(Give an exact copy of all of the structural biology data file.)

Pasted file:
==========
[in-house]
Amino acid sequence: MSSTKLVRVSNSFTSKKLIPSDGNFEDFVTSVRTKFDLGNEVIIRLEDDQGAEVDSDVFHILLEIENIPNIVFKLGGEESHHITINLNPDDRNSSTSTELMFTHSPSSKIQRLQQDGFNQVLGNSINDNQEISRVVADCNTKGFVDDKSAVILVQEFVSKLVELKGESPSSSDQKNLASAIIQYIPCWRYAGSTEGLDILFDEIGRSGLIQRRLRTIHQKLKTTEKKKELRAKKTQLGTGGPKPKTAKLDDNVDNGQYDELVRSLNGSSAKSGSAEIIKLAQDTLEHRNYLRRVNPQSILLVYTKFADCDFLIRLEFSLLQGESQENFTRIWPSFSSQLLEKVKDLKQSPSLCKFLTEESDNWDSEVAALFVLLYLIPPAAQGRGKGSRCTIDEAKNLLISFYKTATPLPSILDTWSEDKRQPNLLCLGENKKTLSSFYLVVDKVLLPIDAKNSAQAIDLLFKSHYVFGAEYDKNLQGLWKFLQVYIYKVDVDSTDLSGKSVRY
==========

[in-house]
Amino acid sequence: MSSTKLVRVSNSFTSKKLIPSDGNFEDFVTSVRTKFDLGNEVIIRLEDDQGAEVDSDVFHILLEIENIPNIVFKLGGEESHHITINLNPDDRNSSTSTELMFTHSPSSKIQRLQQDGFNQVLGNSINDNQEISRVVADCNTKGFVDDKSAVILVQEFVSKLVELKGESPSSSDQKNLASAIIQYIPCWRYAGSTEGLDILFDEIGRSGLIQRRLRTIHQKLKTTEKKKELRAKKTQLGTGGPKPKTAKLDDNVDNGQYDELVRSLNGSSAKSGSAEIIKLAQDTLEHRNYLRRVNPQSILLVYTKFADCDFLIRLEFSLLQGESQENFTRIWPSFSSQLLEKVKDLKQSPSLCKFLTEESDNWDSEVAALFVLLYLIPPAAQGRGKGSRCTIDEAKNLLISFYKTATPLPSILDTWSEDKRQPNLLCLGENKKTLSSFYLVVDKVLLPIDAKNSAQAIDLLFKSHYVFGAEYDKNLQGLWKFLQVYIYKVDVDSTDLSGKSVRY